Investigation of drones’ origin not 100% certain

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Investigation of drones’ origin not 100% certain

South Korea’s Ministry of Defense said it was “certain” that the three unmanned aerial vehicles (UAVs), or drones, that took photos of several frontline military bases and the Blue House, were sent from North Korea.

Still, the ministry said it will launch a special investigation team formed of Korean and U.S. experts to analyze the GPS system of the drones in order to identify precisely where the aircraft took off from.

“So far, we found multiple evidence to prove that it was North Korea [that sent the drones across the border] through a joint investigation team [of military and civilian analysts] on the characteristics of the crafts and the equipment inside them,” said Kim Jong-seong, an official of the South Korea’s Defense Ministry, at a briefing on the ongoing investigation into the drones yesterday.

The ministry displayed the three drones at the briefing.

The first UAV was found on March 24 in the border town of Paju in Gyeonggi, and the second on March 31 on Baengnyeong Island in the Yellow Sea. The drone found in Paju had apparently taken photos of the Blue House.

A third drone, discovered in Samcheok, Gangwon, crashed last October and was found by a nearby resident who didn’t report it until after reading about the other two UAVs.

According to Kim, the investigators have not yet examined the memory chips inside the drones, which may contain their GPS flight records. That could prove whether they took off from North Korean territory or not.

“In general, there is data in a memory chip that orders a drone to fly a certain route,” Kim said.

Kim said that the memory chips inside the drones were made in China and that the team had never seen such chips before.

“We obtained an instruction manual for the Chinese chips recently and completed the translation last week,” he said. “Even if we read the instructions, the chips could be broken or reset if we handle them without preparation.”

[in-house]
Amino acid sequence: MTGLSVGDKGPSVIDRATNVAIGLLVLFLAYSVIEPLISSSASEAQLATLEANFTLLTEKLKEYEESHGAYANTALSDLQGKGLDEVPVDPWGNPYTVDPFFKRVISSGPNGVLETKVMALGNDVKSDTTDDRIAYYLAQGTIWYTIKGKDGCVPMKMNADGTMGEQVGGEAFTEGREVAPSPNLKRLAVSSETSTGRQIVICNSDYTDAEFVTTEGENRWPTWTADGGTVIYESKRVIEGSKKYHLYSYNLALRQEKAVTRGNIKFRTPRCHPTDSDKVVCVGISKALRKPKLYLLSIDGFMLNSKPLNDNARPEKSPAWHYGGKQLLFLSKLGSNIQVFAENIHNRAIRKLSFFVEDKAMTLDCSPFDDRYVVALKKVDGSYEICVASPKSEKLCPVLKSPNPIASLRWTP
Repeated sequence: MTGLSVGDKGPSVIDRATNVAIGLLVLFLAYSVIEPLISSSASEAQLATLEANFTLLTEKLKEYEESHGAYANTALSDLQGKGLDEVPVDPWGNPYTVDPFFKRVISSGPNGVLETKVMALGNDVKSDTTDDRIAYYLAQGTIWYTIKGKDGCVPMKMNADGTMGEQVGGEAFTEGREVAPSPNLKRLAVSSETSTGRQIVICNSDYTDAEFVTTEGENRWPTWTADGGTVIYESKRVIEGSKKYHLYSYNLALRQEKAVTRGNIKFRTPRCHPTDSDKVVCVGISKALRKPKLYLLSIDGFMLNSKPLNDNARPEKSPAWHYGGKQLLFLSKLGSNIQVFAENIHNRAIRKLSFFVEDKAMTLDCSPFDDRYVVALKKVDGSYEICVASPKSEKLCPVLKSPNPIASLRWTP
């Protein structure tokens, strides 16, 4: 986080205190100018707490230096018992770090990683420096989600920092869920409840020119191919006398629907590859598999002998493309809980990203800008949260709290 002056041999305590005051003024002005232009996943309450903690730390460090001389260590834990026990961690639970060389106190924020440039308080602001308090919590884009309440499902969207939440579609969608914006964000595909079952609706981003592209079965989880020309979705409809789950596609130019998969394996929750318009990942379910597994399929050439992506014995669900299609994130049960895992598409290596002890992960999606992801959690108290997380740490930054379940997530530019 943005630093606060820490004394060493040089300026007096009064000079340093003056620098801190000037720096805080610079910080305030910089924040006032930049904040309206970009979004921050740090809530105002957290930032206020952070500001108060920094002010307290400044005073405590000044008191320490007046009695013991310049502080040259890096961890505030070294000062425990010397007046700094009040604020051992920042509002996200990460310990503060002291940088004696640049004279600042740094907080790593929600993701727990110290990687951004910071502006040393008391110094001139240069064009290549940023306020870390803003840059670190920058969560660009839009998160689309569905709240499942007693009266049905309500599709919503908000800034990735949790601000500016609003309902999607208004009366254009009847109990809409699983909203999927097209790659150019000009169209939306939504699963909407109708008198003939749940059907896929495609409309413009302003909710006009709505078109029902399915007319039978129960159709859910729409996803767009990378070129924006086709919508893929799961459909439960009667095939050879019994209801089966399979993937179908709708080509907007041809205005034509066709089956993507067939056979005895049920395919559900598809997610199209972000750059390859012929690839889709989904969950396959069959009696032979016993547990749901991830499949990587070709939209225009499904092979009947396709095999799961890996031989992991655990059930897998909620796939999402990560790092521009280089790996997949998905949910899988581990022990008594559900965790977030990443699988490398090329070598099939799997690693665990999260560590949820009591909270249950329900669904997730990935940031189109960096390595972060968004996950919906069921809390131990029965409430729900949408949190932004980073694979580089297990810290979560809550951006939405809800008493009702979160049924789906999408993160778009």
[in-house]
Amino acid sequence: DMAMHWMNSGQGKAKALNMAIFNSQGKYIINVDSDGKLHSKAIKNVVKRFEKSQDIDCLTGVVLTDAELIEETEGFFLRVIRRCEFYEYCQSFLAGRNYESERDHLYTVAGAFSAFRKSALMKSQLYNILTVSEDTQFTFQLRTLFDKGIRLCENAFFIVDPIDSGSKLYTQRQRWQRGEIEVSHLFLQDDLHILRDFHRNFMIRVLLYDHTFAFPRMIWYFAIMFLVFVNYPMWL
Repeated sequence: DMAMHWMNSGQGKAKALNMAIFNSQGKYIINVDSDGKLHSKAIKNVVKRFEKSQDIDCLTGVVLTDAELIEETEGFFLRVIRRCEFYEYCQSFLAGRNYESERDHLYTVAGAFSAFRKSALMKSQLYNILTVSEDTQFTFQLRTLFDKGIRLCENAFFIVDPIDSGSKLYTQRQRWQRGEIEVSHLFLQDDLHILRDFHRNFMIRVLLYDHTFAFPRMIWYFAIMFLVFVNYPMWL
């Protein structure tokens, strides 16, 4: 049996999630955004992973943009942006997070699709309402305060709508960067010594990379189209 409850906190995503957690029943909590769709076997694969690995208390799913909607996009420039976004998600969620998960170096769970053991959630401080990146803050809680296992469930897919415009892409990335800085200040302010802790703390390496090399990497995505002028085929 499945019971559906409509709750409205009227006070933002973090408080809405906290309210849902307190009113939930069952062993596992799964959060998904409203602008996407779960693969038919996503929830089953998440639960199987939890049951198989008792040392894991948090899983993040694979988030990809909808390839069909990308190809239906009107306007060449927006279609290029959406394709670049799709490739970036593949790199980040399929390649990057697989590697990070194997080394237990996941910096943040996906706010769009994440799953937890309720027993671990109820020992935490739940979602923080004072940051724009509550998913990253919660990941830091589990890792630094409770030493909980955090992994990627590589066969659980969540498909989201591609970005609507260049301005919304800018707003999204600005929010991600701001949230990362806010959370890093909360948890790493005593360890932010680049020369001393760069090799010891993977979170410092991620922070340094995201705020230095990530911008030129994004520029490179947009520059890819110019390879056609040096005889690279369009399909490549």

The three drones used components made in various countries, including South Korea, the United States, Japan, China, the Czech Republic and Switzerland, according to the briefing. The central processing units of the drones appeared to have had brand labels that were removed, he said.

A key to proving the origin of the drones is examining the pictures taken by the cameras on the crafts.

The drones found in Paju and on Baengnyeong Island took photos of many South Korean military units near the border, he said.

The one that crashed in Paju traveled south along South Korea’s national expressway, Route No. 1, and then turned and flew North.

The drone that crashed on Baengnyeong Island hovered among Socheong Island and Daecheong Island, both of which are frontline islands in the Yellow Sea, in an S-patterned route.

The local who found the drone in Samcheok threw away its camera and reused its memory stick.

Considering the speeds of the two drones, which varied from 180 kilometers (111.8 miles) to 300 kilometers per hour, it is considered impossible for them to have been sent from a faraway country such as China or Japan.

The color and patterns on the exterior of the three drones are similar to drones unveiled by North Korea in 2012 and 2013, according to the ministry.

North Korea unveiled blue-colored drones with patterns of clouds on them at a military parade in April 2012. The North’s official state media introduced the drones as “unmanned attack aircraft.”

Fingerprints found on the drones from Paju and Baengnyeong Island were not in the national database.

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